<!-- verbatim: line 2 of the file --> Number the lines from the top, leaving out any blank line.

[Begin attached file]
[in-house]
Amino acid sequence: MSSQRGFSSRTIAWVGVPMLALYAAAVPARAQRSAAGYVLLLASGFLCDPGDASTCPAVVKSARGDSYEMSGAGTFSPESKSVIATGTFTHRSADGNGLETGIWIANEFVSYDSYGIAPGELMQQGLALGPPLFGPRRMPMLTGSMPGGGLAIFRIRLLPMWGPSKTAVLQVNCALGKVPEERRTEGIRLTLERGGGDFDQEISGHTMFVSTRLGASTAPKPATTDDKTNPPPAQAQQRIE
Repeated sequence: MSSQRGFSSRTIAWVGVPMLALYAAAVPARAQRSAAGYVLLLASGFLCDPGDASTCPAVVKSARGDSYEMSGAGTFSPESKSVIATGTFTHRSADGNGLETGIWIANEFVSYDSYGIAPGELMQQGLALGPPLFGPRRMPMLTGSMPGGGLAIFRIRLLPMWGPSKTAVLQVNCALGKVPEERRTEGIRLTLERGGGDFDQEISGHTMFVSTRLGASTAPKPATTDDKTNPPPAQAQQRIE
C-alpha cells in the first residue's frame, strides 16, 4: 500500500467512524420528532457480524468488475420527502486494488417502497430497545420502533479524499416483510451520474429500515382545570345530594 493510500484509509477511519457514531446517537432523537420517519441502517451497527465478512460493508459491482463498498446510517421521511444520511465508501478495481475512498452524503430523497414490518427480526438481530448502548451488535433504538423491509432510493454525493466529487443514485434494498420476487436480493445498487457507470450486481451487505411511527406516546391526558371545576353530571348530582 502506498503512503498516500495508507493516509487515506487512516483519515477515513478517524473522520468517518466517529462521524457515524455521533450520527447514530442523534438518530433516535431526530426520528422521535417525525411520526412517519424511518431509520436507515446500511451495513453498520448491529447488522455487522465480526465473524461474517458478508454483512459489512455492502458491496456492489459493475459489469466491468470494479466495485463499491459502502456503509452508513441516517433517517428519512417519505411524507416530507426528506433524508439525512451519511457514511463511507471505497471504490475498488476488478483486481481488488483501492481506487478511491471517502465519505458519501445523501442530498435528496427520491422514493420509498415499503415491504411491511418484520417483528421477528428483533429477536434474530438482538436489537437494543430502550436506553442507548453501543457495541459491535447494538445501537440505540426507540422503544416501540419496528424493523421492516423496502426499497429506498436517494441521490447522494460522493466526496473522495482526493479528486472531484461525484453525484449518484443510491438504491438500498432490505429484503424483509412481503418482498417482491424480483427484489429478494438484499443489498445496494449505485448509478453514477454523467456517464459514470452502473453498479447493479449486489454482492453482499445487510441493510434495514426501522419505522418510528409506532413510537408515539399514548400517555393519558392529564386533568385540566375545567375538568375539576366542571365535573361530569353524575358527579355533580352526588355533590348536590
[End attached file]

Amino acid sequence: MSSQRGFSSRTIAWVGVPMLALYAAAVPARAQRSAAGYVLLLASGFLCDPGDASTCPAVVKSARGDSYEMSGAGTFSPESKSVIATGTFTHRSADGNGLETGIWIANEFVSYDSYGIAPGELMQQGLALGPPLFGPRRMPMLTGSMPGGGLAIFRIRLLPMWGPSKTAVLQVNCALGKVPEERRTEGIRLTLERGGGDFDQEISGHTMFVSTRLGASTAPKPATTDDKTNPPPAQAQQRIE